With a rare complete day off, you and Willow spend it together, just like old times. Dawn coaxes and teases, until you take her to the beach, laden down with a picnic basket and a blanket. The three of you, aided by a stray Labrador, toss a Frisbee around for a while, then devour the sandwiches and drink what seems like gallons of soda. A group of her friends sweep Dawn down the beach, giving you time to relax beside Willow on the warm sand.
You swim a bit in the surf, enjoying the silkiness of the water flowing around you and splashing Willow until she dunks you in retaliation. The horseplay is refreshing, a chance to be “just folks” again for a little while.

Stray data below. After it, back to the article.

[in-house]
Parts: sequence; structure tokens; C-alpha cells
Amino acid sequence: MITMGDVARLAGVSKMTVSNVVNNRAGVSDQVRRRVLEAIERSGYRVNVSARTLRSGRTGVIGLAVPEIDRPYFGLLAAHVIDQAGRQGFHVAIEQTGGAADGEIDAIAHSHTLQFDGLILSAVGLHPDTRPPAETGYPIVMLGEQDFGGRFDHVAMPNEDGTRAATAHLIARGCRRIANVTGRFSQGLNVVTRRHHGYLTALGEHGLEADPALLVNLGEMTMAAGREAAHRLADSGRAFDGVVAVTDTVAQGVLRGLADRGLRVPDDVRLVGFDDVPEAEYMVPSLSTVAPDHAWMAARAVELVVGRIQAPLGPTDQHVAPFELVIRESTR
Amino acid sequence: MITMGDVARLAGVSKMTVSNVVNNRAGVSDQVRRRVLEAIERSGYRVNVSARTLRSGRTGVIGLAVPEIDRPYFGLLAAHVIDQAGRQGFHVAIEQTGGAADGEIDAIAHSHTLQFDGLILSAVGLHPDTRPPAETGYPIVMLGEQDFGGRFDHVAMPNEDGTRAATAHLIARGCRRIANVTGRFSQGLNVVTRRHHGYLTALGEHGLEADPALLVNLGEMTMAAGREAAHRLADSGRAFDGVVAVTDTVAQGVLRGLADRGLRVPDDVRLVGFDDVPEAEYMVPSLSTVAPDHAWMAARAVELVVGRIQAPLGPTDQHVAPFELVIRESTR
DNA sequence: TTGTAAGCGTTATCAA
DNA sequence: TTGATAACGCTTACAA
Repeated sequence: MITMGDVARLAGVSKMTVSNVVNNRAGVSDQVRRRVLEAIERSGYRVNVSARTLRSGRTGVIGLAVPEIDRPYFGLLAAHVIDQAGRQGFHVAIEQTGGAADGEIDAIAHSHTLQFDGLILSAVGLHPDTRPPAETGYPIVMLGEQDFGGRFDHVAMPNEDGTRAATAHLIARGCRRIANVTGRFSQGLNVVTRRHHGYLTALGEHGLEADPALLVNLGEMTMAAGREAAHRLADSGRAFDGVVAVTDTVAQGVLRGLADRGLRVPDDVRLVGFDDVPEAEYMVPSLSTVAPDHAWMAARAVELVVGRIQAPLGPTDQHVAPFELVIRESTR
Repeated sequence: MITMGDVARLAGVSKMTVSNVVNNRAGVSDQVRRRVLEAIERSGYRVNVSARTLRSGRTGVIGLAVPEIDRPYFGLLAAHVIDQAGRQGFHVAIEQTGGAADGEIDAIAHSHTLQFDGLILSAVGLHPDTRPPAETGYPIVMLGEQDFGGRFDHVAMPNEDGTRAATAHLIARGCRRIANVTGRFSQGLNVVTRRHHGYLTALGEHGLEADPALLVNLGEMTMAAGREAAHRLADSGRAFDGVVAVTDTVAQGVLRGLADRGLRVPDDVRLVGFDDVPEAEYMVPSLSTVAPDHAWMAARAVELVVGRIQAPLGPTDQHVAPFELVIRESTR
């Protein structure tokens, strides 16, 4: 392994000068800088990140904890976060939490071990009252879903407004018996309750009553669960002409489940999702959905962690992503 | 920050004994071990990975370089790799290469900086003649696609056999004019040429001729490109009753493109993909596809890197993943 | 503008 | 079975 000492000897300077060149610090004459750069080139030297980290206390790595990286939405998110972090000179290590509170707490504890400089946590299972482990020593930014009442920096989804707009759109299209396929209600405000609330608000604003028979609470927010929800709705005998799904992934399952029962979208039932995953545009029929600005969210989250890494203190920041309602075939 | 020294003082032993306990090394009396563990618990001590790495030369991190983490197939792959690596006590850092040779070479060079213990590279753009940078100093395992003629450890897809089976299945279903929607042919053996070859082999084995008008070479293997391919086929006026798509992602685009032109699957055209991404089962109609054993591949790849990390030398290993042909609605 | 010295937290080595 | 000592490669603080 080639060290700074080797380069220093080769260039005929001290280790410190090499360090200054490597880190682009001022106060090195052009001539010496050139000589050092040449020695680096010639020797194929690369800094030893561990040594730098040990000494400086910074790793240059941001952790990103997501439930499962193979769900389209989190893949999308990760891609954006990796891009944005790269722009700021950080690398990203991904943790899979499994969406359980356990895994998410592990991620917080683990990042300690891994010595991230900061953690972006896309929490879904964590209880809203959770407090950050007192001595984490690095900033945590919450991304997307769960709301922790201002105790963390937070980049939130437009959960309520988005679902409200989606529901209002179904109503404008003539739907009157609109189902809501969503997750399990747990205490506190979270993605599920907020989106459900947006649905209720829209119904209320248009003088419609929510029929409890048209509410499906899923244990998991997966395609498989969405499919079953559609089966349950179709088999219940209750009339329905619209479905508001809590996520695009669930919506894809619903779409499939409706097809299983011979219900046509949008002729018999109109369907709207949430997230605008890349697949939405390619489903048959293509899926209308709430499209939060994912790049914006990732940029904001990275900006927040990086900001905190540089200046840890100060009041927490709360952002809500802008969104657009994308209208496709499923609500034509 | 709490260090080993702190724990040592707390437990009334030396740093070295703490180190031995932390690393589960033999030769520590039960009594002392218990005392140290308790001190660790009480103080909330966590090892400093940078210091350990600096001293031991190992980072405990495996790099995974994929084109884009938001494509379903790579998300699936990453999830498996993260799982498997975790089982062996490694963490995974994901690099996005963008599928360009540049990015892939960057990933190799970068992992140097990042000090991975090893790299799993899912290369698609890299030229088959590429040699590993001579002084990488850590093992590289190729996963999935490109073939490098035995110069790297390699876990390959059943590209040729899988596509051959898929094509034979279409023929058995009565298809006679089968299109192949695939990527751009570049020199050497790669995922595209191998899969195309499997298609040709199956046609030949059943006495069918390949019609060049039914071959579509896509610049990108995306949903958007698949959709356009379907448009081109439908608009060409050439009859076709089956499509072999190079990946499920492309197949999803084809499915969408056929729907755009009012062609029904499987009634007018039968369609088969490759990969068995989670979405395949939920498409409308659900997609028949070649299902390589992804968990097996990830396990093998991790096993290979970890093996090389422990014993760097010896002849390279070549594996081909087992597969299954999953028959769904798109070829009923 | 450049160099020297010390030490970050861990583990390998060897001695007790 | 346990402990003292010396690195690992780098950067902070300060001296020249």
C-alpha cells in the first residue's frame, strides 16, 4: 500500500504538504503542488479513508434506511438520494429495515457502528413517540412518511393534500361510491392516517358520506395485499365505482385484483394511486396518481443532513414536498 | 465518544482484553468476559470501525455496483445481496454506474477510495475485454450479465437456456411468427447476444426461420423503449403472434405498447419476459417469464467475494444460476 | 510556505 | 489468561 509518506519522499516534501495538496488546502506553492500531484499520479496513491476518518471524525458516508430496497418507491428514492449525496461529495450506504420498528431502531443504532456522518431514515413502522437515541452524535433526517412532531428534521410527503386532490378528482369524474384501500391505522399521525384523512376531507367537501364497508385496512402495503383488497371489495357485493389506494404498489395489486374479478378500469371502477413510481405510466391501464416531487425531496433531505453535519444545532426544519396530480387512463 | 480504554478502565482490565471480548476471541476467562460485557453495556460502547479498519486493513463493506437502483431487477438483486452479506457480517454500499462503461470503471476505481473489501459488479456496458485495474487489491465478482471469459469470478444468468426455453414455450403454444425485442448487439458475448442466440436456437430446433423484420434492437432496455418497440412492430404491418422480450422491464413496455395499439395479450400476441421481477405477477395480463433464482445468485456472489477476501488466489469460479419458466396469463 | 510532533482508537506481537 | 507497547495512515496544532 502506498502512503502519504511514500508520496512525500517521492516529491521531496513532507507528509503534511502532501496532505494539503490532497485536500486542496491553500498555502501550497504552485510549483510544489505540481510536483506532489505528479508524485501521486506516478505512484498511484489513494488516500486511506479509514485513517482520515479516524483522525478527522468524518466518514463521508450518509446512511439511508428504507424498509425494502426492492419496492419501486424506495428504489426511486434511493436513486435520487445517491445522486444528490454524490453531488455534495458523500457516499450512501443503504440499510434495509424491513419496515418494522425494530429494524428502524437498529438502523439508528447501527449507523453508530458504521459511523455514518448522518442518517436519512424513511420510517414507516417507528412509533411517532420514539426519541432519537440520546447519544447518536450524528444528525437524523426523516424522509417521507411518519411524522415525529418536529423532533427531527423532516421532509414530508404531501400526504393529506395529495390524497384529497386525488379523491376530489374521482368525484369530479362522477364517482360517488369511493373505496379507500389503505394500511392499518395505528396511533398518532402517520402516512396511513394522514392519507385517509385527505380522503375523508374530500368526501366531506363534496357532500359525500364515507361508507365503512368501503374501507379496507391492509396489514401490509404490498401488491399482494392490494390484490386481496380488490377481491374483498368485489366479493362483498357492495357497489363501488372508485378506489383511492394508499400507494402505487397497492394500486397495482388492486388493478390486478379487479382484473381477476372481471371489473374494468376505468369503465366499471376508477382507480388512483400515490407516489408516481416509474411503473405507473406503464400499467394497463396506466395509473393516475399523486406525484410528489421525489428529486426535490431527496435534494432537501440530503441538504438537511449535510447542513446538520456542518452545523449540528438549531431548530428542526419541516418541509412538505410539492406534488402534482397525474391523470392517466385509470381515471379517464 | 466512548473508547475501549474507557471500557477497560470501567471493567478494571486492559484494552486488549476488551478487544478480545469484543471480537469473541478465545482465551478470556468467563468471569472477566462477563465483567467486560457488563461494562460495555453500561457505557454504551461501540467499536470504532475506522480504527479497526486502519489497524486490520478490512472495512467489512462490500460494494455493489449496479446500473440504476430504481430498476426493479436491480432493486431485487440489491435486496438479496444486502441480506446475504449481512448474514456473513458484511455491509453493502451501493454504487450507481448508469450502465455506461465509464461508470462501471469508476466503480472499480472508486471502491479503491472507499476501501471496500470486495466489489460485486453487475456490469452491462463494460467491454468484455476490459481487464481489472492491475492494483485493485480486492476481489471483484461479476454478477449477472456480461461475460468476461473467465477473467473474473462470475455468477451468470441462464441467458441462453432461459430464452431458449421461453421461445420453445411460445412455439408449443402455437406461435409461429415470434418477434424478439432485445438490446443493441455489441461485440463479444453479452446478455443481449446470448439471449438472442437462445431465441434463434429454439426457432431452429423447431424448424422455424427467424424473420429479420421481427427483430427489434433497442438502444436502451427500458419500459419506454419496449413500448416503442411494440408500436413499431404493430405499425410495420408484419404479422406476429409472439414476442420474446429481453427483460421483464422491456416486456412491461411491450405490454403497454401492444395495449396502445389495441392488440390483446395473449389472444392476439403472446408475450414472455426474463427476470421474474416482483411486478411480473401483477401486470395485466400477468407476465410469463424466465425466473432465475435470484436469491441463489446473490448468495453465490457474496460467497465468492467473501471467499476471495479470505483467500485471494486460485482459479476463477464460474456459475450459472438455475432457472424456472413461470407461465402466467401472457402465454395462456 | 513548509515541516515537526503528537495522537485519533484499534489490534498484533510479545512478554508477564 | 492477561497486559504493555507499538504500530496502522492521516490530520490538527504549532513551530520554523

You people-watch behind sunglasses, and pass on some of the gossip you’d heard over the summer. Harmless, all of it, and you enjoy watching Willow’s eyes widen in shock when you point out a particularly buff football player and tell her that he’d offered his all to the wizened Physics 101 professor for a passing grade. The professor in question had told you that herself, seemingly tickled pink with the compliment.
When you return to the house, glowing with sun and pleasantly tired, a message from Giles lets you off patrolling for the night – something about the moon and tides not being right and the demon wouldn’t be around until tomorrow. Dawn squeaks with happiness when she hears, and immediately pulls out the double chocolate mint fudge ice cream, declaring it “Video Pig-Out Night.”